To chinch bugs, your lawn is dinner.
You’ve done everything right. Watered your lawn regularly. Fed your lawn when you’re supposed to. Now and then, you discover you have what appears to be drought damage. If you have St. Augustine or zoysia grass, you definitely may be entertaining an entire troop of chinch bugs. These nasty, pesky little critters suck your grass blades dry. Then, to take a step further, they inject a poison that kills the grass. Chinch bugs can kill patches of your lawn or the entire thing - and get them under control in your yard is one thing, but what happens if your neighbor’s lawn has an infestation too?
The short answer? Prevention is key.
As with any lawn issue, whether pests, weed or disease, a healthy, strong lawn offers better resistance to withstand pressure from pests. Following a rigorous lawn care schedule helps ensure you’re taking every measure available to keep your lawn at its best - including:
- Mowing your grass to about 2 to 2 ½ inches in length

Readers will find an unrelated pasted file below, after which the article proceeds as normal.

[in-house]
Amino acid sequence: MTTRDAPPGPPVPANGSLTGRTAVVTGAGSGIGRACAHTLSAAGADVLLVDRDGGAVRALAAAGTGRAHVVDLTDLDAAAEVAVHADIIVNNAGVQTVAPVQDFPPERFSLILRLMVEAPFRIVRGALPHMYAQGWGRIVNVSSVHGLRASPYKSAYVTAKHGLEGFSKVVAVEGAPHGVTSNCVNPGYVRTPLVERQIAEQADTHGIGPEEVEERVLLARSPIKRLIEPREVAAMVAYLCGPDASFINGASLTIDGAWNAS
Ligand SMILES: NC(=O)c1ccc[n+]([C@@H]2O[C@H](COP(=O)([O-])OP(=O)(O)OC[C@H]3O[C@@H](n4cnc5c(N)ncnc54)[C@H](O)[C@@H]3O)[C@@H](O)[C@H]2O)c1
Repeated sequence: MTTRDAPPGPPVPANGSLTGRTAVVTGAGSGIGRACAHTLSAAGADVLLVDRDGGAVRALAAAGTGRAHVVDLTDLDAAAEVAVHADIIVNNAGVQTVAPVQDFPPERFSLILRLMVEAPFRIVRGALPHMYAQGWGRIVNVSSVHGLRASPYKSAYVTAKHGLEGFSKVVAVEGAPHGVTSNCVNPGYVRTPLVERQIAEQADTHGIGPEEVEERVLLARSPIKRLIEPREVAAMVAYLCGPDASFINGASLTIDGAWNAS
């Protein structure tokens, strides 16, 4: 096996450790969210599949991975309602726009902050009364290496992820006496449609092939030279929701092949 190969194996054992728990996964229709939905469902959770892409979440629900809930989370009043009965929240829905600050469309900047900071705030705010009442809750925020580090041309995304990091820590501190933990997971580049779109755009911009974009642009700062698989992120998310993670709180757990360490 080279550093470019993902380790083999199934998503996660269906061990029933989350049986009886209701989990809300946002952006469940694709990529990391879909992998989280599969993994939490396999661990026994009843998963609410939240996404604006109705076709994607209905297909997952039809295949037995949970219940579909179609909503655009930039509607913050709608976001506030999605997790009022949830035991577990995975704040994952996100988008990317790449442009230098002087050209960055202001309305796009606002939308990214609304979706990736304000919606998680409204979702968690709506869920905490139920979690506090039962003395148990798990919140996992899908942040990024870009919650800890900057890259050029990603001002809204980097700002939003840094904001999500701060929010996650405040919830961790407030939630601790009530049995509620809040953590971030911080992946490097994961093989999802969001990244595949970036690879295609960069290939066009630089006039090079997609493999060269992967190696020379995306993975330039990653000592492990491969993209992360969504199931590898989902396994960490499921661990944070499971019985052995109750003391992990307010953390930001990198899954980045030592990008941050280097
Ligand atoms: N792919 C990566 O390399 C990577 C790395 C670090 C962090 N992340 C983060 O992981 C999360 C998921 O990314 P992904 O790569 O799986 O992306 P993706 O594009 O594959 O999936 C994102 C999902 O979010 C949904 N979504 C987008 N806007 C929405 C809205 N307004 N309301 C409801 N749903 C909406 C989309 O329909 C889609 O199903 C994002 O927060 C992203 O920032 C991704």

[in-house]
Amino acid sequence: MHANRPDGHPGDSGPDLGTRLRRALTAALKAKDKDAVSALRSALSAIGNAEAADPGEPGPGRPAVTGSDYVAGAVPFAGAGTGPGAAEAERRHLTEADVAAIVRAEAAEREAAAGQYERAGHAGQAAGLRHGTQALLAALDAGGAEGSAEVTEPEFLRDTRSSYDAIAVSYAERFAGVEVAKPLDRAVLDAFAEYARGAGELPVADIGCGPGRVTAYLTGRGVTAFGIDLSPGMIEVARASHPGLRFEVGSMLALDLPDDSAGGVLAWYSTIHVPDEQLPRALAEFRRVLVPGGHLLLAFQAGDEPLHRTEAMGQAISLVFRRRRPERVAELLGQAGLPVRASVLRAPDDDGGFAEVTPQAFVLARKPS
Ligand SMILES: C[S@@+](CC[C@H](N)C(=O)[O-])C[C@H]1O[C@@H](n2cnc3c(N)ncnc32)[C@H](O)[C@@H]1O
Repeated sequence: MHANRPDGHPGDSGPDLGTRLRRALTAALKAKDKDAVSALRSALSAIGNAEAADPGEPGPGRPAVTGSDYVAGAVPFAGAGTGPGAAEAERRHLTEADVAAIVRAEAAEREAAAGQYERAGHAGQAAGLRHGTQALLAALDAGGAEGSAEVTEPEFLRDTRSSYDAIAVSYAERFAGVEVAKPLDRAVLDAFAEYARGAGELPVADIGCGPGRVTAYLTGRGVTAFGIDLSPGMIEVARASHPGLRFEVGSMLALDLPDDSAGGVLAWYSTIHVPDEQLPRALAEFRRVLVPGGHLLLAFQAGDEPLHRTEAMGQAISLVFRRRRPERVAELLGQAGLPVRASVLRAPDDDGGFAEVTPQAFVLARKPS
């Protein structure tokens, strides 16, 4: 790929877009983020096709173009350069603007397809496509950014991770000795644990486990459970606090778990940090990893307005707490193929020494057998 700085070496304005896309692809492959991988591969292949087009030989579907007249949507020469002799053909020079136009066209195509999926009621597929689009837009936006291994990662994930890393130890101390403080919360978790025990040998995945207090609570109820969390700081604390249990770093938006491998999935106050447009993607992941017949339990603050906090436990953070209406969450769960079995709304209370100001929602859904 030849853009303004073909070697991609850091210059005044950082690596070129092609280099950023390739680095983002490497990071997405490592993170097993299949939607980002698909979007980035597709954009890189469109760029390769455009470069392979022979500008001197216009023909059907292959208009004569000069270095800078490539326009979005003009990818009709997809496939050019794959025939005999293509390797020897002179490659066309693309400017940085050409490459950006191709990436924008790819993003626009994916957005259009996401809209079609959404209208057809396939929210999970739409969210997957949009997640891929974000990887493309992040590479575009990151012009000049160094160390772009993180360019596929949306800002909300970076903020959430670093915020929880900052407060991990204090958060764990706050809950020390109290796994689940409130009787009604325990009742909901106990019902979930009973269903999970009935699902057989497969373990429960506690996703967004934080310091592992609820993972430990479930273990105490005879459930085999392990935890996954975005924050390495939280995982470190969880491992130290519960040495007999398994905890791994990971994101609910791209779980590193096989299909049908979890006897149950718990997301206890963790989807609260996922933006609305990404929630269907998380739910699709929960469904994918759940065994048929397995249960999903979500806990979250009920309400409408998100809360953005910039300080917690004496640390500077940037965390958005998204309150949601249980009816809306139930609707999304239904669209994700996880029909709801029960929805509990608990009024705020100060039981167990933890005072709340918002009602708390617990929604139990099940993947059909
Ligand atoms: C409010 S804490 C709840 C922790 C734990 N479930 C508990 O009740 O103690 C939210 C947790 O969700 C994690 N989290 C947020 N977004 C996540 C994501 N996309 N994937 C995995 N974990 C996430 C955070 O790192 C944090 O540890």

- Applying fertilizer with proper timing and in proper amounts, using caution to avoid over-fertilization
- Properly irrigating lawns in times of drought and avoiding improper watering or overwatering, which can weaken your lawn.
- Manage thatch - Thatch is a buildup of dead grass, living grass and various other organic matter that creates a perfect environment for chinch bugs to feed and live.
- If chinch bugs are consistently problematic year after year, preventative chinch bug pesticide should be applied in early spring befortoe eggs hatching. May is an optimal target month, but contact a professional for more accurate dates to apply preventative pesticides and keep a chinch bug free lawn all year long.